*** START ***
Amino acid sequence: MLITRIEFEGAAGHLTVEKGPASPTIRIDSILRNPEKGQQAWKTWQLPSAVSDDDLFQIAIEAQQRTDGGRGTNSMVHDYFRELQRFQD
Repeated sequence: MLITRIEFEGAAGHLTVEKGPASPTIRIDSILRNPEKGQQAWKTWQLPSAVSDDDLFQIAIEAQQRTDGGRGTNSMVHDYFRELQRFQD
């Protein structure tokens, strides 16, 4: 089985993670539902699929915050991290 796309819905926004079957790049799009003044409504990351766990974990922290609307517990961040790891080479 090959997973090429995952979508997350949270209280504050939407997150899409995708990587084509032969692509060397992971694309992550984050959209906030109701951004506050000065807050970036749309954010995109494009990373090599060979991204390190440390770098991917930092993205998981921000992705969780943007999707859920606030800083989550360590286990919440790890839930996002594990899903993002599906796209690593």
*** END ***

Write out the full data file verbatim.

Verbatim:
Amino acid sequence: MLITRIEFEGAAGHLTVEKGPASPTIRIDSILRNPEKGQQAWKTWQLPSAVSDDDLFQIAIEAQQRTDGGRGTNSMVHDYFRELQRFQD
Repeated sequence: MLITRIEFEGAAGHLTVEKGPASPTIRIDSILRNPEKGQQAWKTWQLPSAVSDDDLFQIAIEAQQRTDGGRGTNSMVHDYFRELQRFQD
């Protein structure tokens, strides 16, 4: 089985993670539902699929915050991290 796309819905926004079957790049799009003044409504990351766990974990922290609307517990961040790891080479 090959997973090429995952979508997350949270209280504050939407997150899409995708990587084509032969692509060397992971694309992550984050959209906030109701951004506050000065807050970036749309954010995109494009990373090599060979991204390190440390770098991917930092993205998981921000992705969780943007999707859920606030800083989550360590286990919440790890839930996002594990899903993002599906796209690593």